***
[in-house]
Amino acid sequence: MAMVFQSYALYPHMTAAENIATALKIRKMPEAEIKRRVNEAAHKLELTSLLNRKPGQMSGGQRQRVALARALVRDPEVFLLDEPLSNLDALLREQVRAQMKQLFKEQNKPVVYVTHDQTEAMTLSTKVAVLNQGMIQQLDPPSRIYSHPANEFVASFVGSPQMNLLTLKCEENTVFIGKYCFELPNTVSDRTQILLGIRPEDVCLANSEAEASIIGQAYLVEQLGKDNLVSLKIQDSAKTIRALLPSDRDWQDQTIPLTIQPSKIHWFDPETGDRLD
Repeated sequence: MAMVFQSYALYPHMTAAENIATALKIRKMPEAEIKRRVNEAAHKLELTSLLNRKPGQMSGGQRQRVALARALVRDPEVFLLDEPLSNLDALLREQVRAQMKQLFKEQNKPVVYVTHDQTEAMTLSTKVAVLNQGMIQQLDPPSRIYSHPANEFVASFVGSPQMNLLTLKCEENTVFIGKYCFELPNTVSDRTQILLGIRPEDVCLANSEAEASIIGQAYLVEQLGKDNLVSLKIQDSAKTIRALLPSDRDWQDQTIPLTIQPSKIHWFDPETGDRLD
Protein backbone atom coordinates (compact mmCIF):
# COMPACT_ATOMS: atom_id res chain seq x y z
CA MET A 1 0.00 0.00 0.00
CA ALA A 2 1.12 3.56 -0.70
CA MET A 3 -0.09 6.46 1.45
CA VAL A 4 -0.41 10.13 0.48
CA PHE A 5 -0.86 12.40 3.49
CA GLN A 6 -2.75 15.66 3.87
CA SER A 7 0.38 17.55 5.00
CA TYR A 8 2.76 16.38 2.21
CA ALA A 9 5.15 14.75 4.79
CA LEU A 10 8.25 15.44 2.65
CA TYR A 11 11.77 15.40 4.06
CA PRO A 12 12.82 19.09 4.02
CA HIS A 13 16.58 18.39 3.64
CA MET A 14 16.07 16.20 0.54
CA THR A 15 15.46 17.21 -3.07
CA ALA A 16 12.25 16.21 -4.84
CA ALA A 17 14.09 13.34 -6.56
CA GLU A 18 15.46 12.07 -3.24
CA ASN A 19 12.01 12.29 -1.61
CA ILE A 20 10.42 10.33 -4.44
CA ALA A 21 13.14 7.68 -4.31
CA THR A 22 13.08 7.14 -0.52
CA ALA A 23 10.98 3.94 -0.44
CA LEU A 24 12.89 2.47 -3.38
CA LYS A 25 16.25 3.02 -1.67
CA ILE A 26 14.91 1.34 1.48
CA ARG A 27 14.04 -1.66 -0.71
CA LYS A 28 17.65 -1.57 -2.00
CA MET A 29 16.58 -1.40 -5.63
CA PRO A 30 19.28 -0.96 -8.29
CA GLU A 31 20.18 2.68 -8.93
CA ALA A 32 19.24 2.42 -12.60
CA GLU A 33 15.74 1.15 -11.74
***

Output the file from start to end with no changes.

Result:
[in-house]
Amino acid sequence: MAMVFQSYALYPHMTAAENIATALKIRKMPEAEIKRRVNEAAHKLELTSLLNRKPGQMSGGQRQRVALARALVRDPEVFLLDEPLSNLDALLREQVRAQMKQLFKEQNKPVVYVTHDQTEAMTLSTKVAVLNQGMIQQLDPPSRIYSHPANEFVASFVGSPQMNLLTLKCEENTVFIGKYCFELPNTVSDRTQILLGIRPEDVCLANSEAEASIIGQAYLVEQLGKDNLVSLKIQDSAKTIRALLPSDRDWQDQTIPLTIQPSKIHWFDPETGDRLD
Repeated sequence: MAMVFQSYALYPHMTAAENIATALKIRKMPEAEIKRRVNEAAHKLELTSLLNRKPGQMSGGQRQRVALARALVRDPEVFLLDEPLSNLDALLREQVRAQMKQLFKEQNKPVVYVTHDQTEAMTLSTKVAVLNQGMIQQLDPPSRIYSHPANEFVASFVGSPQMNLLTLKCEENTVFIGKYCFELPNTVSDRTQILLGIRPEDVCLANSEAEASIIGQAYLVEQLGKDNLVSLKIQDSAKTIRALLPSDRDWQDQTIPLTIQPSKIHWFDPETGDRLD
Protein backbone atom coordinates (compact mmCIF):
# COMPACT_ATOMS: atom_id res chain seq x y z
CA MET A 1 0.00 0.00 0.00
CA ALA A 2 1.12 3.56 -0.70
CA MET A 3 -0.09 6.46 1.45
CA VAL A 4 -0.41 10.13 0.48
CA PHE A 5 -0.86 12.40 3.49
CA GLN A 6 -2.75 15.66 3.87
CA SER A 7 0.38 17.55 5.00
CA TYR A 8 2.76 16.38 2.21
CA ALA A 9 5.15 14.75 4.79
CA LEU A 10 8.25 15.44 2.65
CA TYR A 11 11.77 15.40 4.06
CA PRO A 12 12.82 19.09 4.02
CA HIS A 13 16.58 18.39 3.64
CA MET A 14 16.07 16.20 0.54
CA THR A 15 15.46 17.21 -3.07
CA ALA A 16 12.25 16.21 -4.84
CA ALA A 17 14.09 13.34 -6.56
CA GLU A 18 15.46 12.07 -3.24
CA ASN A 19 12.01 12.29 -1.61
CA ILE A 20 10.42 10.33 -4.44
CA ALA A 21 13.14 7.68 -4.31
CA THR A 22 13.08 7.14 -0.52
CA ALA A 23 10.98 3.94 -0.44
CA LEU A 24 12.89 2.47 -3.38
CA LYS A 25 16.25 3.02 -1.67
CA ILE A 26 14.91 1.34 1.48
CA ARG A 27 14.04 -1.66 -0.71
CA LYS A 28 17.65 -1.57 -2.00
CA MET A 29 16.58 -1.40 -5.63
CA PRO A 30 19.28 -0.96 -8.29
CA GLU A 31 20.18 2.68 -8.93
CA ALA A 32 19.24 2.42 -12.60
CA GLU A 33 15.74 1.15 -11.74